A session of acupuncture may quell itching in people who suffer from atopic eczema, which is an allergic skin condition.
Eczema is actually a general term for a skin condition that’s marked by inflammation and itchy, red, dry patches on the skin. Atopic eczema is the most common form of eczema and occurs in people who are predisposed to asthma, hay fever, and other forms of allergies. Acupuncture is a form of Chinese medicine that has been used for more than 3,000 years to combat a wide range of illnesses. In Chinese medicine theory, certain acupuncture points on the skin are associated with internal channels in the body that conduct vital energy known as qi or chi. Inserting a needle into a specific acupuncture point promotes the healthy circulation of chi.
German scientists have observed acupuncture’s short-term effects on skin itch and inflammation in 35 participants who were all suffering from atopic eczema under three different test conditions. One test condition had the patients’ skins exposed to either dust-mite or pollen allergens and then were treated with point-specific or real acupuncture. This is a type of acupuncture in which needles are inserted in traditional acupoints that, based on Chinese medicine, are associated with itchy skin. The 2nd test condition involved allergen exposure that was treated with placebo-point acupuncture. In this type of acupuncture, the needles were stuck into certain acupoints that’s not traditionally used in Chinese medicine. No treatment was given to patients on the 3rd test condition.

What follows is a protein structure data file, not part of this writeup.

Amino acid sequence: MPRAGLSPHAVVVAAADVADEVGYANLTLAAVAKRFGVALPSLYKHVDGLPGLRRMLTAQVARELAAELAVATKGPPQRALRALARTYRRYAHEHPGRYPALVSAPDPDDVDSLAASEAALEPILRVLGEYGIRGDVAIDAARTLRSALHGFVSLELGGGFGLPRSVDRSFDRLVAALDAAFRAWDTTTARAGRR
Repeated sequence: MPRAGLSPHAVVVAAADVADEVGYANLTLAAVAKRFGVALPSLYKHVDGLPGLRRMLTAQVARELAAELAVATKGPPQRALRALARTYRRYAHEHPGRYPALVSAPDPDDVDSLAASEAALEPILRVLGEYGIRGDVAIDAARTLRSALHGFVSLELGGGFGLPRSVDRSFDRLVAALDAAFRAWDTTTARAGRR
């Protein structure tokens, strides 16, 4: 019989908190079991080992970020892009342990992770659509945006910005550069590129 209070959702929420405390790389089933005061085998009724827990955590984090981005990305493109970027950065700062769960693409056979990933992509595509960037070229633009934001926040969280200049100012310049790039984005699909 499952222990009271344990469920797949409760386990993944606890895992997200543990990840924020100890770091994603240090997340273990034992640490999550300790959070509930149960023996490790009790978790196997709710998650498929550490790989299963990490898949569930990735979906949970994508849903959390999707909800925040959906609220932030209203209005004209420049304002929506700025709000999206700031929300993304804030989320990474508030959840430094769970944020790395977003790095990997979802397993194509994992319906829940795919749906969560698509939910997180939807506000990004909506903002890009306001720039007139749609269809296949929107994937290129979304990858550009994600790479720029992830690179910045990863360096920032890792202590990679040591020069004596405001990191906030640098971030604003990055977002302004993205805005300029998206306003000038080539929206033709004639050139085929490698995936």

Results showed that the patients’ overall itchiness ratings was reduced after being treated with real acupuncture, compared to both placebo acupuncture and no treatment. Then, the researchers once again exposed the subjects’ skin to the allergens, following point-specific acupuncture treatment, the skin flare-ups of the patients tended to be less-severe. However, with regards to itching, both placebo and real acupuncture treatments showed similar results compared with no treatment.
Recent medical studies have suggested that acupuncture can help reduce pain by affecting the release of various chemicals of the central nervous system or modifying signals among nerve cells. The researchers state that itchiness and pain have similarities in their underlying mechanisms. These pain mechanisms can be affected by acupuncture which may also account for the benefits revealed in this study.
The results reveal that acupuncture seems to allay the itch of atopic eczema. However, the study does not answer the question of whether acupuncture as practiced in the real world would show the same results. More research is recommended to determine why and whether acupuncture can be of help for sufferers of eczema.
Emily Farish is a licensed acupuncturist in Spokane, WA and the founder of Emily Farish Acupuncture.